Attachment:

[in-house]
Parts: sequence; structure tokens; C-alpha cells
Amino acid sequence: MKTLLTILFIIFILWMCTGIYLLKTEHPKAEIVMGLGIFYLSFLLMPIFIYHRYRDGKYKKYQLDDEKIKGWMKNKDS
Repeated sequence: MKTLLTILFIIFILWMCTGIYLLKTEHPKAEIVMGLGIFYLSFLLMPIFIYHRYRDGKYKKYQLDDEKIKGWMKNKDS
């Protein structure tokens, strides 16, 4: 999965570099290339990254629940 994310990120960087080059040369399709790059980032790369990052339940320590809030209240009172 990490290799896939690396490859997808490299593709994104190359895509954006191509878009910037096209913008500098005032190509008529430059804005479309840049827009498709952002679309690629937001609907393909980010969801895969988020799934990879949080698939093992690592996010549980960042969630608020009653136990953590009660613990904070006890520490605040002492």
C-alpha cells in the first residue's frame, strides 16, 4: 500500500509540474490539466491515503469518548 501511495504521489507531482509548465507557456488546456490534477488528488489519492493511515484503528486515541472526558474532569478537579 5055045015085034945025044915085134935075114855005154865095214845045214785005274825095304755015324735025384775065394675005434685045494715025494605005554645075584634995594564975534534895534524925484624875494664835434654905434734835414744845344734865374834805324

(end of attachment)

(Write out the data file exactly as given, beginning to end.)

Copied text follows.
[in-house]
Parts: sequence; structure tokens; C-alpha cells
Amino acid sequence: MKTLLTILFIIFILWMCTGIYLLKTEHPKAEIVMGLGIFYLSFLLMPIFIYHRYRDGKYKKYQLDDEKIKGWMKNKDS
Repeated sequence: MKTLLTILFIIFILWMCTGIYLLKTEHPKAEIVMGLGIFYLSFLLMPIFIYHRYRDGKYKKYQLDDEKIKGWMKNKDS
């Protein structure tokens, strides 16, 4: 999965570099290339990254629940 994310990120960087080059040369399709790059980032790369990052339940320590809030209240009172 990490290799896939690396490859997808490299593709994104190359895509954006191509878009910037096209913008500098005032190509008529430059804005479309840049827009498709952002679309690629937001609907393909980010969801895969988020799934990879949080698939093992690592996010549980960042969630608020009653136990953590009660613990904070006890520490605040002492």
C-alpha cells in the first residue's frame, strides 16, 4: 500500500509540474490539466491515503469518548 501511495504521489507531482509548465507557456488546456490534477488528488489519492493511515484503528486515541472526558474532569478537579 5055045015085034945025044915085134935075114855005154865095214845045214785005274825095304755015324735025384775065394675005434685045494715025494605005554645075584634995594564975534534895534524925484624875494664835434654905434734835414744845344734865374834805324